Walking along the bike path which skirts Vineyard Sound in Falmouth, Massachusetts, Marash Girl noticed a family of three who had been posing for a photo, suddenly disappointed. "Need someone to take that photo?" she asked. "My iPhone is out of battery, so that won't help," replied the son. "No problem," answered Marash Girl as she pulled out her trusty iPhone. "I'll take the photo and text the photo to you," she replied, not believing that she had advanced that far into the world of the 21st century.
"Are you Native American?" asked the father. Marash Girl grinned, wondering whether he had asked the question because of her offer of assistance or because of her facial structure, the structure she had inherited from her grandmother, the structure she had inherited from her Kyrgyzian ancestors who had come from the little village of Kyrgyz, where, pesumably, the original settlers were from Kyrgyzstan. [Kyrgyzstan is bordered by Kazakhstan to the north, Uzbekistan to the west, Tajikistan to the southwest and China to the east.]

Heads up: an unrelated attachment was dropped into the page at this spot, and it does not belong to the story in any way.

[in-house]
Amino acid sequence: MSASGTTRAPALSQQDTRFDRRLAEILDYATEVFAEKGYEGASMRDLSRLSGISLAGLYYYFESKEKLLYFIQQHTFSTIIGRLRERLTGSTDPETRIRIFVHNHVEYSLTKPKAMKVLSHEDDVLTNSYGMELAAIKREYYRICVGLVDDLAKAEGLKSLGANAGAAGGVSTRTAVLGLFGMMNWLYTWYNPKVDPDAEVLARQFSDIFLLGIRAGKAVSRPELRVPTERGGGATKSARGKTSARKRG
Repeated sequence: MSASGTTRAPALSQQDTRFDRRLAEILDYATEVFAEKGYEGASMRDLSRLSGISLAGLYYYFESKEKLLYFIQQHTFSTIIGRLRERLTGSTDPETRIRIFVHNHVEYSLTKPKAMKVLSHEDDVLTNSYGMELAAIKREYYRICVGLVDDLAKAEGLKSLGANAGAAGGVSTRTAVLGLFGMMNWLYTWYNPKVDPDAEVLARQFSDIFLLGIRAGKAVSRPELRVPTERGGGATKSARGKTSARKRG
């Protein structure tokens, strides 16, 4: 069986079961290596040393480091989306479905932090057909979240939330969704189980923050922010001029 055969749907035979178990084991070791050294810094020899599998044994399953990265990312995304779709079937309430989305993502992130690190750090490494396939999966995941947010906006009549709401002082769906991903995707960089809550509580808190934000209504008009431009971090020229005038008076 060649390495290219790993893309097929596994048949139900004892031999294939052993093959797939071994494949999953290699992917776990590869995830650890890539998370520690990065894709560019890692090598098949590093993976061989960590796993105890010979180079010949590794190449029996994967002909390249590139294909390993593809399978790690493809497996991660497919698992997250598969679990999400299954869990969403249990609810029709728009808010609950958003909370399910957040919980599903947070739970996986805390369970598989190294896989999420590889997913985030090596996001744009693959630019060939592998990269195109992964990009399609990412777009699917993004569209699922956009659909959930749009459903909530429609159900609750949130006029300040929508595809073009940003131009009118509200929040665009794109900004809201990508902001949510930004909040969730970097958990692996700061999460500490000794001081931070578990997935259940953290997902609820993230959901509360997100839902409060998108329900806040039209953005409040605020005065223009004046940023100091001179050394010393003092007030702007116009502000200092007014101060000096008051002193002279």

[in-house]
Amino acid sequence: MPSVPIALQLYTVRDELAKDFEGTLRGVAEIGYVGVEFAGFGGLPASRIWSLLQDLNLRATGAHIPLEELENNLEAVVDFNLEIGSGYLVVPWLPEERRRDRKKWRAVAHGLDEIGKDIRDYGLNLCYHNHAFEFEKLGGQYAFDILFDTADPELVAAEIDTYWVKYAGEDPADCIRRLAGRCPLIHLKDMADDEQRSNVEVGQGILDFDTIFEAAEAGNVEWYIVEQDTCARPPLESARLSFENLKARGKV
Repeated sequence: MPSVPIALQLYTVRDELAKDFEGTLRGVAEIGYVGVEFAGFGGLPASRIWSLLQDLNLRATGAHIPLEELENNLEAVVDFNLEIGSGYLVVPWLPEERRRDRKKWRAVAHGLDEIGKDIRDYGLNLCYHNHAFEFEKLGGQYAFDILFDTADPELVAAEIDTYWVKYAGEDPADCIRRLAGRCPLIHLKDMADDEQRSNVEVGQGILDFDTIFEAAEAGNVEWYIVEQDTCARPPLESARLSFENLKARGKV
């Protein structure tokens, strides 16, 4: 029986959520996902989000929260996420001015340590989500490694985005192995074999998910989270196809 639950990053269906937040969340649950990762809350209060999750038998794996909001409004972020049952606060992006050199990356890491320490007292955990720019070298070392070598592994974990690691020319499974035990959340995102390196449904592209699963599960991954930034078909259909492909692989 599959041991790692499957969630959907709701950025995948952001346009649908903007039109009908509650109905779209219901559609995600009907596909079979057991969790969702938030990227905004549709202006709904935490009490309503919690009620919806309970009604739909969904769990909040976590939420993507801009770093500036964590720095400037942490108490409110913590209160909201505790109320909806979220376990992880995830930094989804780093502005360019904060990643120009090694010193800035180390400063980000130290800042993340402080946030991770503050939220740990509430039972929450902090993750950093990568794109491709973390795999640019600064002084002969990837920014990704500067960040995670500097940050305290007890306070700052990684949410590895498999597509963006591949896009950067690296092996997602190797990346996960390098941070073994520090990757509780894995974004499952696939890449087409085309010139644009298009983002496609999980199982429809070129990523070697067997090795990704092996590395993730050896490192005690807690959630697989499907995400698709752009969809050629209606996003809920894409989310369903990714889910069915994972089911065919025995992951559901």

"He stops at every powwow he can find, looking for possible ancestors," commented his wife. "He's convinced that he has Native American blood!" Laughing, Marash Girl answered, "Well, you know what they say: it takes one to know one!" And then to the gentleman, "Did your family come over on the Mayflower? Yes? Well, there weren't many white women to go around in those days . . . "
The family nodded thoughtfully.